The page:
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A 20-year-old woman with abnormal eye movements
Digital Journal of Ophthalmology 2021
Volume 27, Number 1
January 4, 2021
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Vivian Paraskevi Douglas, MD, DVM, MBA | Department of Ophthalmology, Massachusetts Eye and Ear Infirmary, Harvard Medical School, Boston, Massachusetts
Homer H. Chiang, MD | Department of Ophthalmology, UT Health San Antonio, San Antonio, Texas
Konstantinos A. A. Douglas, MD, DVM, MBA | Department of Ophthalmology, Massachusetts Eye and Ear Infirmary, Harvard Medical School, Boston, Massachusetts
Tavé Van Zyl, MD | Department of Ophthalmology, Massachusetts Eye and Ear Infirmary, Harvard Medical School, Boston, Massachusetts
Nurhan Torun, MD | Division of Ophthalmology, Department of Surgery, Beth Israel Deaconess Medical Center, Harvard Medical School, Boston, Massachusetts
Differential Diagnosis
One-and-a-half syndrome is most often localized to a unilateral lesion of the medial longitudinal fasciculus (MLF) and ipsilateral paramedian pontine reticular formation (PPRF) or the abducens nerve. The MLF forms a connection between the contralateral abducens nerve nucleus and the ipsilateral oculomotor nerve nucleus. Lesions of this tract result in internuclear ophthalmoplegia, with an ipsilateral adduction palsy and abducting nystagmus in the contralateral eye. The additional involvement of the PPRF or abducens nerve nucleus results in a conjugate gaze palsy to the ipsilateral side. Together, a lesion of the PPRF– abducens nerve nucleus (one) and MLF (half) combine to form the clinical entity known as one-and-a-half syndrome, as demonstrated in this patient.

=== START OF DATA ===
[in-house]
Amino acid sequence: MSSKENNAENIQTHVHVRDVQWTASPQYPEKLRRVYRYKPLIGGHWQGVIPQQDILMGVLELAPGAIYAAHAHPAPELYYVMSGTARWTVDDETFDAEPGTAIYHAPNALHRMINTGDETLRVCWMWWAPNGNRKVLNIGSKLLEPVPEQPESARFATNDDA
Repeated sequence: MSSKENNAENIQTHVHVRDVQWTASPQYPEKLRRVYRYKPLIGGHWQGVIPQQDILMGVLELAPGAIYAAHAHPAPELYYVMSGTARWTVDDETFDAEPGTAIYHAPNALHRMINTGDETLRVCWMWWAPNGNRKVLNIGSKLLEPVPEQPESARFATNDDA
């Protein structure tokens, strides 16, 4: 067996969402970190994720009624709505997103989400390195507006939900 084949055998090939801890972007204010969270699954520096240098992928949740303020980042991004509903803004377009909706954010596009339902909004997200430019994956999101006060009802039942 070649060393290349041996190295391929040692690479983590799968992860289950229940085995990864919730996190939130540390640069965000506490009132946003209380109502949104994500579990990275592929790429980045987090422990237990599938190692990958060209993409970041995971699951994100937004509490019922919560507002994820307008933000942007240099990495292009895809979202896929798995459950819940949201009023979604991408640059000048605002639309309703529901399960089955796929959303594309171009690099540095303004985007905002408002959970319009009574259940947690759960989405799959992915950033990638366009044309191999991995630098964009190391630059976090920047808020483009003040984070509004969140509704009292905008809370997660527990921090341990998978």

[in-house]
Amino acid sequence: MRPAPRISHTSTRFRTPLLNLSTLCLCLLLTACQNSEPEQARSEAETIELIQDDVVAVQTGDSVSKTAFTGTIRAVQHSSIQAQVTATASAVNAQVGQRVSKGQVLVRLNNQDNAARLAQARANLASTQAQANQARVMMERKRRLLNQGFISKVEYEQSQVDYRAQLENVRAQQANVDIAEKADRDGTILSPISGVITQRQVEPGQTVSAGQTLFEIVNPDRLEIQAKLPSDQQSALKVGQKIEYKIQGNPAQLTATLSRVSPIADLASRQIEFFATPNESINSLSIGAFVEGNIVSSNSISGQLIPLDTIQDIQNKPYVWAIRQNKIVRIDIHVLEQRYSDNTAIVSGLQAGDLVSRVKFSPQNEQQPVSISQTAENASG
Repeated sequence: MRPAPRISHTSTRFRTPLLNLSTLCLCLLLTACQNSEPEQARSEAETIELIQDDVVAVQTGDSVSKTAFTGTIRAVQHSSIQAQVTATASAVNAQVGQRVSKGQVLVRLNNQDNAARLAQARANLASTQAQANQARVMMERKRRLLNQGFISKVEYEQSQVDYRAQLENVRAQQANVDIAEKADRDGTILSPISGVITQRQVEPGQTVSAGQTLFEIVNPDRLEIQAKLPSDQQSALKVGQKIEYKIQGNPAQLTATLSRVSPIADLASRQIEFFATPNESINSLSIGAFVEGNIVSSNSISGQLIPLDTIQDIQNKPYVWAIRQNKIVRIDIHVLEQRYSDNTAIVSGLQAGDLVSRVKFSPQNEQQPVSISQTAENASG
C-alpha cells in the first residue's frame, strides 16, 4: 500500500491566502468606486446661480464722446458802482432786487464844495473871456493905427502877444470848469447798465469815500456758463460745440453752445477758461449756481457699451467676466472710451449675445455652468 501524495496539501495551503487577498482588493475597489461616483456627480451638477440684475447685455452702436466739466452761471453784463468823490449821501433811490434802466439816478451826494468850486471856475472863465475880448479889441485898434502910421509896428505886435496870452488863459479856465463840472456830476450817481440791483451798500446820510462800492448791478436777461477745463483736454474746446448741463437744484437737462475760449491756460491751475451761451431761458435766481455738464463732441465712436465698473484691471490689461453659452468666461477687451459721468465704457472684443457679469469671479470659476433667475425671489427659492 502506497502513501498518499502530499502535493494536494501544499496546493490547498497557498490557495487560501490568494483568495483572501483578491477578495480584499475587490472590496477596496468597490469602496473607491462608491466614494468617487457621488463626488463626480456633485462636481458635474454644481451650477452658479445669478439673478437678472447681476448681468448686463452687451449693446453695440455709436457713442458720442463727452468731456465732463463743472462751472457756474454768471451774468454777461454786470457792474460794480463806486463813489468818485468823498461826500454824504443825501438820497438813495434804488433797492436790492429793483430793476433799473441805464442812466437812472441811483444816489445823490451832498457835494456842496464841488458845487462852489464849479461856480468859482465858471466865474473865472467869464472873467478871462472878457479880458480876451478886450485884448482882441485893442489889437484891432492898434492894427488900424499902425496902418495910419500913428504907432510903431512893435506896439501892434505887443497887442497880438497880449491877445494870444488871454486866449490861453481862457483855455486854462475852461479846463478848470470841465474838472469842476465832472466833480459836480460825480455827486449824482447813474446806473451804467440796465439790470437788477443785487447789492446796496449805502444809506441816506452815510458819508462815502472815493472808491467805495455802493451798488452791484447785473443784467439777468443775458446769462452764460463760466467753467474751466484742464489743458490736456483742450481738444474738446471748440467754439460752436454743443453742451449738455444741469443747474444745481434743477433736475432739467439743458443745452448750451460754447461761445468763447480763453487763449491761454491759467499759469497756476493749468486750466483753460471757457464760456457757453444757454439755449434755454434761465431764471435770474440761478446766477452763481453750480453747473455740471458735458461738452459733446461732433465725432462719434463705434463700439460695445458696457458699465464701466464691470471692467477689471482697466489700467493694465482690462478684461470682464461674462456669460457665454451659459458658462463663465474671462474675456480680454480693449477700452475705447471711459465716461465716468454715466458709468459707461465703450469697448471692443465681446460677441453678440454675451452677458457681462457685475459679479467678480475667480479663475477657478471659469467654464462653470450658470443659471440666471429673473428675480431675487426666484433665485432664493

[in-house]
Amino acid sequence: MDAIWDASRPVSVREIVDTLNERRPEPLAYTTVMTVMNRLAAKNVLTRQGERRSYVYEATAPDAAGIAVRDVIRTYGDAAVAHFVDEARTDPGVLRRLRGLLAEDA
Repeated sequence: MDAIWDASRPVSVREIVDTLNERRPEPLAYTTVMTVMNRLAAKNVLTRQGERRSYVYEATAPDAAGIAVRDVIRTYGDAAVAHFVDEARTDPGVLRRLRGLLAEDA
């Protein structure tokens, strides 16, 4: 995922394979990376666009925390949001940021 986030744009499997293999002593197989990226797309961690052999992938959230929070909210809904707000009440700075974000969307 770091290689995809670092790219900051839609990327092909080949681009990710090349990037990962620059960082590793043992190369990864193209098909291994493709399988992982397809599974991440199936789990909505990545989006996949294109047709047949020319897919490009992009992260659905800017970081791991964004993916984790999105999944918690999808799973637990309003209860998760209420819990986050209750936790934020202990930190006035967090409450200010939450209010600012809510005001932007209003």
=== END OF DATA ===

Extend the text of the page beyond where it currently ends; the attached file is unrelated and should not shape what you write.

The syndrome can be expanded based on involvement of additional brainstem structures. Additional facial nerve deficit may be present as fibers course around the abducens nerve nucleus before exiting the brainstem. When this occurs, the condition is termed eight-and-a-half syndrome, as was present in our patient.(2) Another example is the addition of ipsilateral trigeminal nerve involvement that produces a thirteen-and-a-half syndrome variant.(3)

These syndromes, as in our patient, result from a unilateral lesion in the dorsal pontine tegmentum. The differential diagnosis includes ischemia (eg, pontine lacunar infarction), compressive lesion (eg tumor), demyelinating disease, and infection.3 Thorough medical history and physical examination along with neuroimaging are key to early diagnosis and treatment of these syndromes, because the prognosis is variable and the severity of the disorder is determined largely by the specifics of the underlying pathology.

On imaging, these lesions can resemble gliomas, hemorrhagic telangiectasias, such as those seen in Osler-Weber-Rendu disease, and even brain metastasis.(4)
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